Peacekeeping: Rural Blacksmiths Unleash Wave Of Terror


November 19, 2009: Rural blacksmiths in Africa and South Asia are increasingly producing guns as a profitable addition to their usual farm implements and spare parts for vehicles and machines. These areas have been producing iron implements for over two thousand years, but in the last decade the production of cheap pistols and shotguns has mushroomed. These weapons compete on price with more sophisticated factory made guns. In rural areas, the weapons are handy for hunting, or just keeping the local predators at bay. In urban areas, these weapons have produced growing incidents of armed robbery. Criminals have found that a firearm is much more effective than a knife for this sort of thing. Blacksmiths, especially those out in the countryside, have found police attention rare, and customers (often from urban areas) abundant. These crude guns are the highest profit items these smiths can produce.

For example, India has a growing problem with homemade pistols ("kattas") and shotguns (big kattas) showing up in remote, often very poor, areas. These weapons can be made from many common forms of steel pipe, and improvised firing mechanisms (that hit the bit of sensitive explosive at the center of the rear of the cartridge, which ignites the propellant in the cartridge and fires the bullet or shotgun pellets out the smooth bore barrel).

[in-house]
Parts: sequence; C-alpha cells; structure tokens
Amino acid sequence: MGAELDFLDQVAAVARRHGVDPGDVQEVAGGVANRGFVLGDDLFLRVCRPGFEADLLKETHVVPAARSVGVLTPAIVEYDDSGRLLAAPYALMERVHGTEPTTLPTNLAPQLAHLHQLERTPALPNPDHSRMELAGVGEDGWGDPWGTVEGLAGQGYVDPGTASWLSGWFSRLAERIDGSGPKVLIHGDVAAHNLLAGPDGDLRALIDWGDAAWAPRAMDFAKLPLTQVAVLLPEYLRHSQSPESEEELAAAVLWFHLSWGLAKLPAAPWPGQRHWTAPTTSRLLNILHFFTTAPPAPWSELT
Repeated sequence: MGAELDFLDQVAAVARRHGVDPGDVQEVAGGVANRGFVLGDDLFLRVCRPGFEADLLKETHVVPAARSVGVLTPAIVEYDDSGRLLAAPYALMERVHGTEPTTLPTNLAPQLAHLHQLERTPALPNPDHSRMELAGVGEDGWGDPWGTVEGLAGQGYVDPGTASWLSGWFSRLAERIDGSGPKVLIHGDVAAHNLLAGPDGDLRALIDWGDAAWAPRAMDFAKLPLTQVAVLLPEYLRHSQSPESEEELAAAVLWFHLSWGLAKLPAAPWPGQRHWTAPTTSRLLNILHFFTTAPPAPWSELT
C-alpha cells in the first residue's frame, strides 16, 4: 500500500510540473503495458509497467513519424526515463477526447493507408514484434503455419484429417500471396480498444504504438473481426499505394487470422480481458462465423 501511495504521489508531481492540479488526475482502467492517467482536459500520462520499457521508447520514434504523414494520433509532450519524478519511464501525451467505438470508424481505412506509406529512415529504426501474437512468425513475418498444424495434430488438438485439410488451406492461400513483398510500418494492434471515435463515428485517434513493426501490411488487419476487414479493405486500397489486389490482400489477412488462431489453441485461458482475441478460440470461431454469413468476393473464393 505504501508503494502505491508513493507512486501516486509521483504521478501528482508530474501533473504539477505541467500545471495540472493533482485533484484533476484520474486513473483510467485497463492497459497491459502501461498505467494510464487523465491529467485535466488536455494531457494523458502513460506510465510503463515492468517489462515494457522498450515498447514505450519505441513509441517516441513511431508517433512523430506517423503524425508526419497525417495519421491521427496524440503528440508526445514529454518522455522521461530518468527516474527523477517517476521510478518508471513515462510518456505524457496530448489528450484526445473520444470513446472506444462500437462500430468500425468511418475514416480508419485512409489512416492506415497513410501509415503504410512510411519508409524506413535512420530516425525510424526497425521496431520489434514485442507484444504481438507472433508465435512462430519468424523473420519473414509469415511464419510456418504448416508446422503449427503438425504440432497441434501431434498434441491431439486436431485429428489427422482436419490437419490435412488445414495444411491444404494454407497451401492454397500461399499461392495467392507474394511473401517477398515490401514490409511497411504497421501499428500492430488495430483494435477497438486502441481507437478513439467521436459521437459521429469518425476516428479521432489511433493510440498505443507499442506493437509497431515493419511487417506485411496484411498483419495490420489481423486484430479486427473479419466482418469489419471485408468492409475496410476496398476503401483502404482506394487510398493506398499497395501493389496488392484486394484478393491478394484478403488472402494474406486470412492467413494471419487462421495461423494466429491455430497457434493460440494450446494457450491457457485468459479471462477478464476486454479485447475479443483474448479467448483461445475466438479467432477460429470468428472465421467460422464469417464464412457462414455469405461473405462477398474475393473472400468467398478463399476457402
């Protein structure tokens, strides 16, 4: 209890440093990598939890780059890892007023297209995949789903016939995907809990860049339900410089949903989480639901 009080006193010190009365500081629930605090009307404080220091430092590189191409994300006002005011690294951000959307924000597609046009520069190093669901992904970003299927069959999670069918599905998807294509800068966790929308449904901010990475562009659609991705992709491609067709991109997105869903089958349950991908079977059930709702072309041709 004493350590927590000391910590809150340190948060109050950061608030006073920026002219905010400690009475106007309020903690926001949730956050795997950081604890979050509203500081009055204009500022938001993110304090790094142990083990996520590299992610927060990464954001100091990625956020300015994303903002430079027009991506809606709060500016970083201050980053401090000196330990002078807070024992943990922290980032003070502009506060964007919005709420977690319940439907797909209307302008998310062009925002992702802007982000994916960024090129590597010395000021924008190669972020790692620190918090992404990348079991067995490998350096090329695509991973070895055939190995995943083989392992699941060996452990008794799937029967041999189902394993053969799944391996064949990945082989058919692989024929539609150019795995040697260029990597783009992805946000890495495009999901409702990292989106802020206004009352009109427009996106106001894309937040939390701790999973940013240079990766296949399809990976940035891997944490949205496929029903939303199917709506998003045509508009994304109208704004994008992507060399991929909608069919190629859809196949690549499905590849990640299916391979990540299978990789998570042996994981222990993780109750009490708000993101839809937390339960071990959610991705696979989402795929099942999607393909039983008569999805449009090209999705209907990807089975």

The easiest weapon to make is basically a single shot pistol firing a .410 (10.4mm) or 20 gauge (15.6mm) shotgun shell. Accurate enough for something within 5-10 feet. Not much good for hunting. These cost $20-$50 each in most parts of the world. The next step up, which requires an experienced metal worker and some machine shop tools, is full size (or sawed off) shotgun (single or double barrel), that sells for $80-$300. These can be used for hunting. These craftsmen can also make 9mm pistols (single shot or revolvers) for $50-$600. These weapons, because they are firing a more powerful cartridge, are more dangerous to use, because they are prone to exploding, rather than firing, when the trigger is pulled.

Ironically, people out in the countryside, where there are still dangerous animals that a gun can protect a village from, have fewer firearms. That's because there's more money, more to steal, and more demand for weapons in the cities.

In some parts of the world, like Ghana, the metal working center of Akwa, in Nigeria, and the Pushtun tribal territories of Pakistan and Afghanistan, there are craftsmen who can reproduce just about any modern firearm. The Ghana, Akwa and Pushtun tribesmen have been making metal weapons for over a thousand years, and quickly applied their skills to firearms when they first encountered Europeans using them.

With all these homemade weapons, the key ingredient is ammunition. The cartridges are more difficult to manufacture than the guns, since it involves chemistry, as well as metal working and fabrication. But ammo is easier to smuggle, and once you have that, there are metal working craftsmen in most parts of the world who can figure out how to build a weapon that will fire the bullets.

For over a century now, factory made rifles have been getting into these remote areas. This hurt the market for the high-end handmade weapons, but the cheaper stuff still sold. This is still the case, even with the flood of cheap AK-47s that poured into Afghanistan (starting the 1980s) and Africa (after the Cold War ended in 1991). Again, the cheap pistols and small shotguns were still popular with criminals, especially young guys just starting out. In rural India, communist rebels and political thugs often use these weapons, in addition to factory made pistols and rifles. Again, these two groups prefer concealable weapons, and the cheap homemade stuff gets the job done inexpensively.




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